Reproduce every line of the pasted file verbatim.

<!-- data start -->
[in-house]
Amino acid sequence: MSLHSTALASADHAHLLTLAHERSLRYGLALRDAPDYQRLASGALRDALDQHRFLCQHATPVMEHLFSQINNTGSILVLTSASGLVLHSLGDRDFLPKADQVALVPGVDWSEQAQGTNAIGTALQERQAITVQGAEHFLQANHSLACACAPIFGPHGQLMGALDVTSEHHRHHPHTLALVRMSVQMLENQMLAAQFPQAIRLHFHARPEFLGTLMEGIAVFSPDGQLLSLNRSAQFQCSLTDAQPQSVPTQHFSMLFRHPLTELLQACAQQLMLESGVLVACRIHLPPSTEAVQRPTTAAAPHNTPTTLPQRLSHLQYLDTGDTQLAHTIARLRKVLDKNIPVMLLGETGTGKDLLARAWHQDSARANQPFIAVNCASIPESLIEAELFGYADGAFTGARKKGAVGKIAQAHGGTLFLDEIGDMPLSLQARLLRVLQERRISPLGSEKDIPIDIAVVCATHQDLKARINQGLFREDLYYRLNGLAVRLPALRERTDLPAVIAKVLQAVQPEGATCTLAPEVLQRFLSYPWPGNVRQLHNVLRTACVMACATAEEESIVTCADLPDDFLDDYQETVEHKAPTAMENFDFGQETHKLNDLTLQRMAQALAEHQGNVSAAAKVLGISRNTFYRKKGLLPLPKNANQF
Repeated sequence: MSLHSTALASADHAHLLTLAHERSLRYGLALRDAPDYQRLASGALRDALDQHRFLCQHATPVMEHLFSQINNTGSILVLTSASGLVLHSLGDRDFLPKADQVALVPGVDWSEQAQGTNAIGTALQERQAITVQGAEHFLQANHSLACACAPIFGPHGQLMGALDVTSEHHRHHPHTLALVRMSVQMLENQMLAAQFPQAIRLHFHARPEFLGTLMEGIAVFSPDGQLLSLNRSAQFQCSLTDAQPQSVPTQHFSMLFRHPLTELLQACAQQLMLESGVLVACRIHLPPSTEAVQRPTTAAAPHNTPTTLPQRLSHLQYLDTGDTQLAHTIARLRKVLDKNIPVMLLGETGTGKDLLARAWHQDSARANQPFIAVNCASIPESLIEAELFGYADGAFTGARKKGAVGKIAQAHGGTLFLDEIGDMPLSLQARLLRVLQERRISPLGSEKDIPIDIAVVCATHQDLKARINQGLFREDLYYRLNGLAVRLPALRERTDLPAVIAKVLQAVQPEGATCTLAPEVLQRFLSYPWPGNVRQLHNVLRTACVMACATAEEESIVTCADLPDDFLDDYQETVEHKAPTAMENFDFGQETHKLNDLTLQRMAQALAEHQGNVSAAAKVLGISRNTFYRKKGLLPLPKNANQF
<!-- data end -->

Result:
[in-house]
Amino acid sequence: MSLHSTALASADHAHLLTLAHERSLRYGLALRDAPDYQRLASGALRDALDQHRFLCQHATPVMEHLFSQINNTGSILVLTSASGLVLHSLGDRDFLPKADQVALVPGVDWSEQAQGTNAIGTALQERQAITVQGAEHFLQANHSLACACAPIFGPHGQLMGALDVTSEHHRHHPHTLALVRMSVQMLENQMLAAQFPQAIRLHFHARPEFLGTLMEGIAVFSPDGQLLSLNRSAQFQCSLTDAQPQSVPTQHFSMLFRHPLTELLQACAQQLMLESGVLVACRIHLPPSTEAVQRPTTAAAPHNTPTTLPQRLSHLQYLDTGDTQLAHTIARLRKVLDKNIPVMLLGETGTGKDLLARAWHQDSARANQPFIAVNCASIPESLIEAELFGYADGAFTGARKKGAVGKIAQAHGGTLFLDEIGDMPLSLQARLLRVLQERRISPLGSEKDIPIDIAVVCATHQDLKARINQGLFREDLYYRLNGLAVRLPALRERTDLPAVIAKVLQAVQPEGATCTLAPEVLQRFLSYPWPGNVRQLHNVLRTACVMACATAEEESIVTCADLPDDFLDDYQETVEHKAPTAMENFDFGQETHKLNDLTLQRMAQALAEHQGNVSAAAKVLGISRNTFYRKKGLLPLPKNANQF
Repeated sequence: MSLHSTALASADHAHLLTLAHERSLRYGLALRDAPDYQRLASGALRDALDQHRFLCQHATPVMEHLFSQINNTGSILVLTSASGLVLHSLGDRDFLPKADQVALVPGVDWSEQAQGTNAIGTALQERQAITVQGAEHFLQANHSLACACAPIFGPHGQLMGALDVTSEHHRHHPHTLALVRMSVQMLENQMLAAQFPQAIRLHFHARPEFLGTLMEGIAVFSPDGQLLSLNRSAQFQCSLTDAQPQSVPTQHFSMLFRHPLTELLQACAQQLMLESGVLVACRIHLPPSTEAVQRPTTAAAPHNTPTTLPQRLSHLQYLDTGDTQLAHTIARLRKVLDKNIPVMLLGETGTGKDLLARAWHQDSARANQPFIAVNCASIPESLIEAELFGYADGAFTGARKKGAVGKIAQAHGGTLFLDEIGDMPLSLQARLLRVLQERRISPLGSEKDIPIDIAVVCATHQDLKARINQGLFREDLYYRLNGLAVRLPALRERTDLPAVIAKVLQAVQPEGATCTLAPEVLQRFLSYPWPGNVRQLHNVLRTACVMACATAEEESIVTCADLPDDFLDDYQETVEHKAPTAMENFDFGQETHKLNDLTLQRMAQALAEHQGNVSAAAKVLGISRNTFYRKKGLLPLPKNANQF